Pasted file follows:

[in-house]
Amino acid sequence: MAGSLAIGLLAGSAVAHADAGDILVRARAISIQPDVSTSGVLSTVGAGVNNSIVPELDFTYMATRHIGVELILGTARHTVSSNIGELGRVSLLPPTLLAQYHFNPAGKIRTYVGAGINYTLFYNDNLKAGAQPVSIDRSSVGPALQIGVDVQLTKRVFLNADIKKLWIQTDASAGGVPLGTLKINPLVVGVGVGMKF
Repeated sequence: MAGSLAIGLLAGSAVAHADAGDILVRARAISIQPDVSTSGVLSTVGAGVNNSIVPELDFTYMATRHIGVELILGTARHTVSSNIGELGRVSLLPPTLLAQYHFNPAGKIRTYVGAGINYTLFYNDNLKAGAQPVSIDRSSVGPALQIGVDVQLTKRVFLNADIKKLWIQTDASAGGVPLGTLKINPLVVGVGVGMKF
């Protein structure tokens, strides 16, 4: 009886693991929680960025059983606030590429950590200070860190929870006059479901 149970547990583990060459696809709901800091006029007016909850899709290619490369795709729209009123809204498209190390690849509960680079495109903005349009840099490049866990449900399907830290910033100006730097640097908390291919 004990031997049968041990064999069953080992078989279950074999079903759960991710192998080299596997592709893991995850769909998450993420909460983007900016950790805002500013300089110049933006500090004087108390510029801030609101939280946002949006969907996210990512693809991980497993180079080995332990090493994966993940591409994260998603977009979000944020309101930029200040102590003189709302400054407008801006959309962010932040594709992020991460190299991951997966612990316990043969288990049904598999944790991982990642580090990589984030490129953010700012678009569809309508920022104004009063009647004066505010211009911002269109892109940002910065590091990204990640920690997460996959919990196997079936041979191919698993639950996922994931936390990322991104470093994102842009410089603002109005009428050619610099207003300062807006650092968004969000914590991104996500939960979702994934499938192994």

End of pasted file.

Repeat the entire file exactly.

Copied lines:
[in-house]
Amino acid sequence: MAGSLAIGLLAGSAVAHADAGDILVRARAISIQPDVSTSGVLSTVGAGVNNSIVPELDFTYMATRHIGVELILGTARHTVSSNIGELGRVSLLPPTLLAQYHFNPAGKIRTYVGAGINYTLFYNDNLKAGAQPVSIDRSSVGPALQIGVDVQLTKRVFLNADIKKLWIQTDASAGGVPLGTLKINPLVVGVGVGMKF
Repeated sequence: MAGSLAIGLLAGSAVAHADAGDILVRARAISIQPDVSTSGVLSTVGAGVNNSIVPELDFTYMATRHIGVELILGTARHTVSSNIGELGRVSLLPPTLLAQYHFNPAGKIRTYVGAGINYTLFYNDNLKAGAQPVSIDRSSVGPALQIGVDVQLTKRVFLNADIKKLWIQTDASAGGVPLGTLKINPLVVGVGVGMKF
């Protein structure tokens, strides 16, 4: 009886693991929680960025059983606030590429950590200070860190929870006059479901 149970547990583990060459696809709901800091006029007016909850899709290619490369795709729209009123809204498209190390690849509960680079495109903005349009840099490049866990449900399907830290910033100006730097640097908390291919 004990031997049968041990064999069953080992078989279950074999079903759960991710192998080299596997592709893991995850769909998450993420909460983007900016950790805002500013300089110049933006500090004087108390510029801030609101939280946002949006969907996210990512693809991980497993180079080995332990090493994966993940591409994260998603977009979000944020309101930029200040102590003189709302400054407008801006959309962010932040594709992020991460190299991951997966612990316990043969288990049904598999944790991982990642580090990589984030490129953010700012678009569809309508920022104004009063009647004066505010211009911002269109892109940002910065590091990204990640920690997460996959919990196997079936041979191919698993639950996922994931936390990322991104470093994102842009410089603002109005009428050619610099207003300062807006650092968004969000914590991104996500939960979702994934499938192994």